Can we emerge from the confusing realm of competing valid emotions by carefully phrasing and answering questions in philosophic style? Not easily.

For instance, one way of framing the issue is to ask “is prostitution significantly different from other forms of work?” That sounds like a good question until you start thinking about the standard for comparison.

A lot of work is so unpleasant that you’d only do it if you really needed the money; a lot of work involves cutting off your feelings for 8 hours and ignoring the demeaning or alienating behaviour of everyone around you; a lot of work involves getting bossed about by an exploitative parasite who imposes petty, insulting rules and takes most of the money you produce. And a lot of the kind of work that gets taken by illegal immigrants is all of those things.

Another framing device is to ask ‘is prostitution a form a rape or sexual violence?’, based on the idea that having sex with someone you don’t want to have sex with, even if you outwardly consent, is still a violation and a more subtle form of emotional abuse.

But then if that standard condemsn prostituion, it also condemns a great deal of everyday sexual life, whenever people have sex because of being pressured into it – including, potentially, cases where both partners would rather not but do it anyway because of messed up communication (which in Heideggerian terms amounts to being raped by ‘the They’).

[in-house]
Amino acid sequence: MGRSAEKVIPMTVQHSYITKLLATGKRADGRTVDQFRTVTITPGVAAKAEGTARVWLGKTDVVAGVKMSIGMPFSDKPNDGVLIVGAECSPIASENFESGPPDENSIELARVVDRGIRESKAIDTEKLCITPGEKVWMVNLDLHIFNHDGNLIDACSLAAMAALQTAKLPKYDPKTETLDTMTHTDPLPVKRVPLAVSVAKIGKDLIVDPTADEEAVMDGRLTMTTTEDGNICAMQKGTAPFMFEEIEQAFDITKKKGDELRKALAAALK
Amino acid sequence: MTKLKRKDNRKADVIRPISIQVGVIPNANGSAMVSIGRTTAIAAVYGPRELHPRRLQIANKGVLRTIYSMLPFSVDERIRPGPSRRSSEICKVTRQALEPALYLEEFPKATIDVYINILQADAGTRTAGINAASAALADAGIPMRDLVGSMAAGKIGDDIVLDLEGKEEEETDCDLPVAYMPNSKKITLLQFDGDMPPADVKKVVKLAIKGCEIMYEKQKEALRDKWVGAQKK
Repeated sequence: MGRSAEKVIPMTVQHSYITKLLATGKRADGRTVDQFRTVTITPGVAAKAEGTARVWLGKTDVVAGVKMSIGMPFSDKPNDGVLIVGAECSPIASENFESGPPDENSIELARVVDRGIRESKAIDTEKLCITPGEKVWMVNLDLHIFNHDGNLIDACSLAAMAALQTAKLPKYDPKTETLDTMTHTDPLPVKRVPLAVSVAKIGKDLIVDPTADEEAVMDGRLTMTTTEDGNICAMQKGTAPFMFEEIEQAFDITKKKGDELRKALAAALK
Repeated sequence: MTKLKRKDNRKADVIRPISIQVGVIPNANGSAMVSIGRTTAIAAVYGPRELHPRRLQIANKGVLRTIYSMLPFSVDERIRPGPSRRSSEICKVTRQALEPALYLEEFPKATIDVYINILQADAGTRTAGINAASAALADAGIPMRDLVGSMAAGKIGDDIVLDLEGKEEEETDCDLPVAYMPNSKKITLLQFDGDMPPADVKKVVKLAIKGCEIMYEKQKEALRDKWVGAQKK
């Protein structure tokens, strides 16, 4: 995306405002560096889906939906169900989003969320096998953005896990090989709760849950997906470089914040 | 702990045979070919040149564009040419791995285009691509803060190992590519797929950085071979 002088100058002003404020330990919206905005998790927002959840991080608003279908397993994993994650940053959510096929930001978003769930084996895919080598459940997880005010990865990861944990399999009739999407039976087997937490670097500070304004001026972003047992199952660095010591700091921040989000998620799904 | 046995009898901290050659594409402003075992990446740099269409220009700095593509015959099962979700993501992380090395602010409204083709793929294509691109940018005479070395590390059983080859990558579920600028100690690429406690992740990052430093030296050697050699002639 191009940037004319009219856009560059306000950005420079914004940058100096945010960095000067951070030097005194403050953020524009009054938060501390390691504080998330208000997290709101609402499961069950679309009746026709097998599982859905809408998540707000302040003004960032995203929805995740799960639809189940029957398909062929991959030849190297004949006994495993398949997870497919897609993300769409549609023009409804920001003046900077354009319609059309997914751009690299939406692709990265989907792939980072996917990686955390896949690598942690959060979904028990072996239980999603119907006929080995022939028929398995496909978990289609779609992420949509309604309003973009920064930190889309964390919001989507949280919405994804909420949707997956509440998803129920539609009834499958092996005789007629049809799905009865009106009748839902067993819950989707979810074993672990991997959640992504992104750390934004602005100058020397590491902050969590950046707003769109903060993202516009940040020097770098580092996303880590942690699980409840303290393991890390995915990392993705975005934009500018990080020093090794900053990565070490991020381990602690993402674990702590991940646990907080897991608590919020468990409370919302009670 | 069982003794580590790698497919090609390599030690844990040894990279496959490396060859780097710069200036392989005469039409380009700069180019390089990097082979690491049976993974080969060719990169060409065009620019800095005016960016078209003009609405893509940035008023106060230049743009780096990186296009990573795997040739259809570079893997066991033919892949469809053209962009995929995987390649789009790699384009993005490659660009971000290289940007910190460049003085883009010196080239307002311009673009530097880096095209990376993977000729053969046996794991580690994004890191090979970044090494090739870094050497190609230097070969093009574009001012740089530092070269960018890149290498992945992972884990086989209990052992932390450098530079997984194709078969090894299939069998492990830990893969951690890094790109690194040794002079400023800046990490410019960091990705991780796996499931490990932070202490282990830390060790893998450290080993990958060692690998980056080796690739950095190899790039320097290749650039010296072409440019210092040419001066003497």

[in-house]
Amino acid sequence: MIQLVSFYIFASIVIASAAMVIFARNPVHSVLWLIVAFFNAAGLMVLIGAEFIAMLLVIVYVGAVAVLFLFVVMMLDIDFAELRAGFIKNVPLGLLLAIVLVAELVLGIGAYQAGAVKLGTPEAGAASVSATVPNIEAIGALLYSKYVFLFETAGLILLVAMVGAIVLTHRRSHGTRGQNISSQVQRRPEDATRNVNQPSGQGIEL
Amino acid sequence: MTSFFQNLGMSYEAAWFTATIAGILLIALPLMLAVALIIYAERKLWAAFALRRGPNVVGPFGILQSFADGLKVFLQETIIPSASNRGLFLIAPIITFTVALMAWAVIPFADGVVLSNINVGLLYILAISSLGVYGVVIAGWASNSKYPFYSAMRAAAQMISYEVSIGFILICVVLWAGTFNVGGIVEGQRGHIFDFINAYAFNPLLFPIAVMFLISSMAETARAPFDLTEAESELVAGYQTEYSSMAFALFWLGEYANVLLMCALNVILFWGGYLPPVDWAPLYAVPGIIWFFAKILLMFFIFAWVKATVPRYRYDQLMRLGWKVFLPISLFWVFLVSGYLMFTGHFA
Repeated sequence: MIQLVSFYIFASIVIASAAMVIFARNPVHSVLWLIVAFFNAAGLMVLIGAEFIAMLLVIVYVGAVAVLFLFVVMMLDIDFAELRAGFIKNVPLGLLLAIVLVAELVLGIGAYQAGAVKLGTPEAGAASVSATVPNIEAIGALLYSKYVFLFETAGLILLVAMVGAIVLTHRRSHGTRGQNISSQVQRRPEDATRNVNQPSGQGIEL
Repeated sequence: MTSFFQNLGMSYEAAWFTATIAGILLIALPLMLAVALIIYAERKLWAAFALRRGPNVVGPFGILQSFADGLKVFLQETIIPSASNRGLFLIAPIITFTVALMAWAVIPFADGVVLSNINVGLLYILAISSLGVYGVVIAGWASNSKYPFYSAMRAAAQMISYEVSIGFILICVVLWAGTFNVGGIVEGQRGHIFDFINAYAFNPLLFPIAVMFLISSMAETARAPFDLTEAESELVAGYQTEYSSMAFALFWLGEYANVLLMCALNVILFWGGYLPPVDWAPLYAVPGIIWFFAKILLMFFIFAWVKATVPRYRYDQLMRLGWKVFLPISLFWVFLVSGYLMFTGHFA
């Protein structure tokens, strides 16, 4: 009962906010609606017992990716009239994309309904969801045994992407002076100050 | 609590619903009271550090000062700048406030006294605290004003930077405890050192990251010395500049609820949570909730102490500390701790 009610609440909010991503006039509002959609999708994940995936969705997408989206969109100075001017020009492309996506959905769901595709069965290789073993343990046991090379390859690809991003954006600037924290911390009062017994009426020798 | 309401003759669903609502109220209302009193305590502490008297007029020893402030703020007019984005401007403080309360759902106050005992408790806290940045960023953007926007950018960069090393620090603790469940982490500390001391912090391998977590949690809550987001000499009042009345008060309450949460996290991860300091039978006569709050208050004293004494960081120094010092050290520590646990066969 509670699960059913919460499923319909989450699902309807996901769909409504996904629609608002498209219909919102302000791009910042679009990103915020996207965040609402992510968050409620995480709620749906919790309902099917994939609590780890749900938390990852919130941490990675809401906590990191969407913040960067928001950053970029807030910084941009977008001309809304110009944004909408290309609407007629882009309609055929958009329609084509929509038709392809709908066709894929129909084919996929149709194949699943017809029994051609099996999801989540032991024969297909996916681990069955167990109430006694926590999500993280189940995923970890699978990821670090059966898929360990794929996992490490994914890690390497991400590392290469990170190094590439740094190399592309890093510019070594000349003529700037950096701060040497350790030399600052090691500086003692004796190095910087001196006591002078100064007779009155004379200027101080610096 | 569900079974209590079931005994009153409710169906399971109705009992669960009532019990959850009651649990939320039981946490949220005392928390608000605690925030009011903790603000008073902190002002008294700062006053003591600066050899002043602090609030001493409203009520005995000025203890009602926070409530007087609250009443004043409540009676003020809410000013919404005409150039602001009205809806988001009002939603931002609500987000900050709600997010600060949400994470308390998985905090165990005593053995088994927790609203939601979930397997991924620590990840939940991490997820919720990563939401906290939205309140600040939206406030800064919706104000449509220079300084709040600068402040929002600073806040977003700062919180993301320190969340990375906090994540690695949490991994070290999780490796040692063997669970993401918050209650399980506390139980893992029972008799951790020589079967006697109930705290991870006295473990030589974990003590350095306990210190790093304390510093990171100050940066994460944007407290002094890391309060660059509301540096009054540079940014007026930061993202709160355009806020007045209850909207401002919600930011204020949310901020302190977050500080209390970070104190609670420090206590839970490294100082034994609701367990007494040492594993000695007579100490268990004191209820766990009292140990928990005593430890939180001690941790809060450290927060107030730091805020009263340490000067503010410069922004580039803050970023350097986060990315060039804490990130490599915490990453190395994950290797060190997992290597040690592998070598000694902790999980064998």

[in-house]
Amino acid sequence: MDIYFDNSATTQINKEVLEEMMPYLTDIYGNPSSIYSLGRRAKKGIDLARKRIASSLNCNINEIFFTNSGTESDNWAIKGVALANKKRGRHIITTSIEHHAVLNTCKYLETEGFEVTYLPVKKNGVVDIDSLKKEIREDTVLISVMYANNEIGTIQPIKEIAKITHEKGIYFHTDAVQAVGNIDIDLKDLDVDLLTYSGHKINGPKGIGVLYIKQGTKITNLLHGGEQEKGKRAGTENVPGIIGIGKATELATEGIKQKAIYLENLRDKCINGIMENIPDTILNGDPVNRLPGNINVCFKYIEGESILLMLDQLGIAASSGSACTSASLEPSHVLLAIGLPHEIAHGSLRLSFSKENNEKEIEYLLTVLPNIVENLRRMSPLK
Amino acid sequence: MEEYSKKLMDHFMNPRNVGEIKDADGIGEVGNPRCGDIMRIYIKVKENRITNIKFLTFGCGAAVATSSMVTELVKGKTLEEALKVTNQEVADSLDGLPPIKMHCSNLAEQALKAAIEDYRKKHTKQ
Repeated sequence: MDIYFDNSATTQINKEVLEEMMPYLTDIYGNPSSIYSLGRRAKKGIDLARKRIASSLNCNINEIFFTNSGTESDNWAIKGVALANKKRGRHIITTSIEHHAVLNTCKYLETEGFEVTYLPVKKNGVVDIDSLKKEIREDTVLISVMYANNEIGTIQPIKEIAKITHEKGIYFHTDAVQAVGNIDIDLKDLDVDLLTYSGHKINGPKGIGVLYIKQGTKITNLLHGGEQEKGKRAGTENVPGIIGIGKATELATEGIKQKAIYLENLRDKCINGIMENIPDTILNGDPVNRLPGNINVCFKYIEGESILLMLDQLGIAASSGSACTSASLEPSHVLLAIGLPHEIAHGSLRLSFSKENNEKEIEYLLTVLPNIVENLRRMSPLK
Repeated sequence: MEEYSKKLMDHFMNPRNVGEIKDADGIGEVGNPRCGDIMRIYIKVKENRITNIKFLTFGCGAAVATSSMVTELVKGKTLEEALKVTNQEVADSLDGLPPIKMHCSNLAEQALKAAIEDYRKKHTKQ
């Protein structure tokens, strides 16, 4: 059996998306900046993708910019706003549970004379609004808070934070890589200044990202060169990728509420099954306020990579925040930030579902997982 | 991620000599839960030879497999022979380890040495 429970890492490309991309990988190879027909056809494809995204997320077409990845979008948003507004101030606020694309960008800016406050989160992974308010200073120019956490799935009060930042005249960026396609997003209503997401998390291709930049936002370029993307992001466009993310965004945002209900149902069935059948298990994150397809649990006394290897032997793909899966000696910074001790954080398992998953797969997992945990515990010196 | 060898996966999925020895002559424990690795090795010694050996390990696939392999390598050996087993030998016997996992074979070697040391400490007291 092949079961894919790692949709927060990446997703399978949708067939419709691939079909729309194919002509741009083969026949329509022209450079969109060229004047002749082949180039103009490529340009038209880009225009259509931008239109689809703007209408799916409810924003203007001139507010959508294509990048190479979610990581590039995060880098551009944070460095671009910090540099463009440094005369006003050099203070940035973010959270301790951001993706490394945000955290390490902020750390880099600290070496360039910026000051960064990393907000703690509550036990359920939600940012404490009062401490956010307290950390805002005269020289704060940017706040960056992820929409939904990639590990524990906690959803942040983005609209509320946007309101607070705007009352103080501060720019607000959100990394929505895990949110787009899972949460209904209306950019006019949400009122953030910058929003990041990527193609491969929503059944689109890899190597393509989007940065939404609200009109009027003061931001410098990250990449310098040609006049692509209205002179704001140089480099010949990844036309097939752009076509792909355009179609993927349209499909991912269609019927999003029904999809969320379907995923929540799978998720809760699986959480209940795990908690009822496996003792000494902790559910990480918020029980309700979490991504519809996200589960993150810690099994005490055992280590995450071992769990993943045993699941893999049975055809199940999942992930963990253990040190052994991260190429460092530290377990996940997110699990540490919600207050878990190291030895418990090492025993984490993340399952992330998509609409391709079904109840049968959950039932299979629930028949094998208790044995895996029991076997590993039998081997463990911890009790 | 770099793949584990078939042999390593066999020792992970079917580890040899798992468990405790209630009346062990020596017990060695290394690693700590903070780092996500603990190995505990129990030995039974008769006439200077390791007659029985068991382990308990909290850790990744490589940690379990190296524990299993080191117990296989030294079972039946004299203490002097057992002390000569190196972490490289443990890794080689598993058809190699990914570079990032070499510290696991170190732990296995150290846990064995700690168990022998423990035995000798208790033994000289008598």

So the questions are relatively precise when you make big assumptions that everyday work and everyday sex are just fine and ok. Which are very very questionable assumptions. But when the assumptions are dropped, the questions become unhelpfully broad: should we tolerate people being economically coerced into shitty jobs, or emotionally coerced into shitty sex? And if not, what on earth do we do about it?

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6 Responses to Inconclusive Thoughts on Comparing Prostitution to Things

  1. an issue that arose in Germany about 5 years ago was a woman lost her job and applied for unemployment insurance – she was turned down because there was a job posting for a brothel, legal there, and she refused to accept a reasonable employment offer.

    A big furor arose and the law was tweaked so the situation couldn’t happen again.

    but I guess the way to deal with that might be that sex worker is kinda like being an artist – you find the career your self or you don’t.

    as long as men are willing to pay and women and young men are willing to sell, there will always be prostitution.